The Catechetical Review - Communicating Christ for a New Evangelization

Missionary Worship

Authored by Sr. Jude Andrew Link, OP in Issue #10.3 of Catechetical Review

Art painting of monk writing manuscripts of the liturgy of the hoursThere is an interesting phenomenon that occurs in nearly every culture across history: man ritualizes worship. All over the world the similarities are astounding—animal sacrifices, burnt offerings, gifts of grain, the joy of ecstatic praise. It points to a universal sense within man that not only recognizes that there is a God but also knows that man is called to represent the created order before the Creator. This universal orientation toward the divine can help us recognize what it means to become Eucharistic missionaries.

A Little World

Man is similar to the dust of the earth, the plants that grow, and the animals that move and feel. Yet, he isn’t confined to a “fixed pattern” like the plants and animals; rather, he has been given “the privilege of freedom” like the angels.[1] He is a “little world” arranged in harmonious order in which matter is given voice, elevated, and ennobled by its participation in man’s freely offered “spiritual worship” (Rom 12:1).[2] He has a deep capacity to entrust himself. Standing at the summit and center of creation, he is capable of free obedience to God, which allows for the transformation of his life into a living liturgy of praise.

As matter and spirit, man is also capable of seeing beyond. In the novella A River Runs Through It, an expert fisherman shares his thought process for recognizing a good fishing hole: “All there is to thinking is seeing something noticeable which makes you see something you weren’t noticing which makes you see something that isn’t even visible.”[3] Looking again and again until one sees the “something that isn’t even visible” is a recognition that the world is sacramental, a world of signs, permeated and ordered by Wisdom. Man comes to see that this world is a gift “destined for and addressed to man” (CCC 299). As anyone knows, the reception of a gift elicits first wonder and delight and then gratitude and praise as we lift our eyes from the gift to the giver. A sacramental view of the world moves man to lift his eyes to the Giver and, on behalf of the entire cosmos, to “offer all creation back to him” in a sacrifice of thanksgiving (CCC 358).[4]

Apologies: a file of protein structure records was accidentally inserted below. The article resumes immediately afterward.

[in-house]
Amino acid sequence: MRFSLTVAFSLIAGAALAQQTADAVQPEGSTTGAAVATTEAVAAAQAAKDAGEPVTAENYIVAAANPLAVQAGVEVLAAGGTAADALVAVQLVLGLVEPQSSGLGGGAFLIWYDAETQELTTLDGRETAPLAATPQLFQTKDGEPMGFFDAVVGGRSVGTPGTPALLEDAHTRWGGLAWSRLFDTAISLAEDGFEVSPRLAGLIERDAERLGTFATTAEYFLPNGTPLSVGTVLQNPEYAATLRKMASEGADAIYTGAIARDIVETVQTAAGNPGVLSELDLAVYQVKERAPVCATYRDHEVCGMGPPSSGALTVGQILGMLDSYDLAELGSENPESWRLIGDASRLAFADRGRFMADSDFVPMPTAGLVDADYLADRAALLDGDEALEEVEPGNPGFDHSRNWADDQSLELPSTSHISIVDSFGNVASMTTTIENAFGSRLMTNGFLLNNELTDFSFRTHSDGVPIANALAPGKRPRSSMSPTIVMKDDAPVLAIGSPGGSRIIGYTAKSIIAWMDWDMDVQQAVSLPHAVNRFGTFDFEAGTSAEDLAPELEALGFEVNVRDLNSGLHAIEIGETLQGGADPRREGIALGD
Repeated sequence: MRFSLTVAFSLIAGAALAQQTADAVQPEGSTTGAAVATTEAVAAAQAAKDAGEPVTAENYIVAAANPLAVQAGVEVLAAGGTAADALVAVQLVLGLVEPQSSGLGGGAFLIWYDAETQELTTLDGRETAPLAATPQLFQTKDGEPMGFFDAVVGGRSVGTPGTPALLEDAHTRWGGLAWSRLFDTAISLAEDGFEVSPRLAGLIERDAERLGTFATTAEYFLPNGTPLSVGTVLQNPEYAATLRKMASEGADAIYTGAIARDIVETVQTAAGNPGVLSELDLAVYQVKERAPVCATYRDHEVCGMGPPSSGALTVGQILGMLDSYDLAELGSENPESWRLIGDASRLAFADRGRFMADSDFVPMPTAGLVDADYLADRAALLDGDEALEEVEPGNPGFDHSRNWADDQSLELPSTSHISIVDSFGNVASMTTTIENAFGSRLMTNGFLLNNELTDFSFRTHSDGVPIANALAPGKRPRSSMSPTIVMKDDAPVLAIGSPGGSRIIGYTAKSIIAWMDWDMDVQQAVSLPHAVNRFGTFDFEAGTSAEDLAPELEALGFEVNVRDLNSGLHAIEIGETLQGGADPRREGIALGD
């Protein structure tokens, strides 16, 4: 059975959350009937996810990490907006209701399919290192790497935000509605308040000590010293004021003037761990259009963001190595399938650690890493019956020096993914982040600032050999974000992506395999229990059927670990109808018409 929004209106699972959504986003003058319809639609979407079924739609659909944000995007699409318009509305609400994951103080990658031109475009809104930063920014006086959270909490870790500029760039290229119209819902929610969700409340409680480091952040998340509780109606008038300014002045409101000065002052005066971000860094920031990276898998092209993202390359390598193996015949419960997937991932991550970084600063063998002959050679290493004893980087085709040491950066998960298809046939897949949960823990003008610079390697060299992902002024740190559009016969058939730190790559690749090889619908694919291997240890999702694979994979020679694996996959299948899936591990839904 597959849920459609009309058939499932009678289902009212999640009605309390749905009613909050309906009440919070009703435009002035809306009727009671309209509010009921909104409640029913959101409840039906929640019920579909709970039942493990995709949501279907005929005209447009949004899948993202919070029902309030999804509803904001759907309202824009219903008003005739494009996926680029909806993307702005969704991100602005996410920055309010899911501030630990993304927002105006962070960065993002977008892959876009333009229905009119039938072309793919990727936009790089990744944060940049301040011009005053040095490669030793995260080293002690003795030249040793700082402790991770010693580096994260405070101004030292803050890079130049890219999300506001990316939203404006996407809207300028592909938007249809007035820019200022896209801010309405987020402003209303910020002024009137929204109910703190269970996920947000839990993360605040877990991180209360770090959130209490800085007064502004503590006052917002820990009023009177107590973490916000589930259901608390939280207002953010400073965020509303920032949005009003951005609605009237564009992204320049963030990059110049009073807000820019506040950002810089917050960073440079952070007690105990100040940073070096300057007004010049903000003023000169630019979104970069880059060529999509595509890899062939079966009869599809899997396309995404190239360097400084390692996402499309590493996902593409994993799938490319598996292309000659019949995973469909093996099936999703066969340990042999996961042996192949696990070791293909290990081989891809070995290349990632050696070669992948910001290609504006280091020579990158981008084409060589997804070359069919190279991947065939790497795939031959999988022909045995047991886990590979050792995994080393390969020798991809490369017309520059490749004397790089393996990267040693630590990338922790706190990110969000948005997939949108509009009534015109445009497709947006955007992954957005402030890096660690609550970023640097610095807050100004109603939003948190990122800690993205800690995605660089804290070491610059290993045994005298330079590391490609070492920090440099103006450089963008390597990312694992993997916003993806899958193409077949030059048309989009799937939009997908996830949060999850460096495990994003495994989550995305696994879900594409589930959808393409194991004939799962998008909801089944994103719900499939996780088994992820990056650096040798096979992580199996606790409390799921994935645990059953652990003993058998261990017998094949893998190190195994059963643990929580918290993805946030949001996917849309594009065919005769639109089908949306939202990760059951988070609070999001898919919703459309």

Watered Garden

In the biblical account it is this worship that brings order; or rather, worship is the locus of right order. As a little world, man sums up all things, so when he entrusts himself into the hands of God, he gives everything. This gives his worship an inherently outward dimension—it includes more than himself. When man worships, everything worships, and so everything is consecrated. In the garden, rivers ran through it and out to the whole earth (Gn 2:10–14), making it a paradise in which the first Adam “played with childlike freedom.”[5] One can see here a created echo, a sort of natural catechesis, of Eternal Wisdom playing before the Father like a little child, “rejoicing before him always, rejoicing in his inhabited world” (Prv 8:30–31).

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This article is from The Catechetical Review (Online Edition ISSN 2379-6324) and may be copied for catechetical purposes only. It may not be reprinted in another published work without the permission of The Catechetical Review by contacting [email protected]

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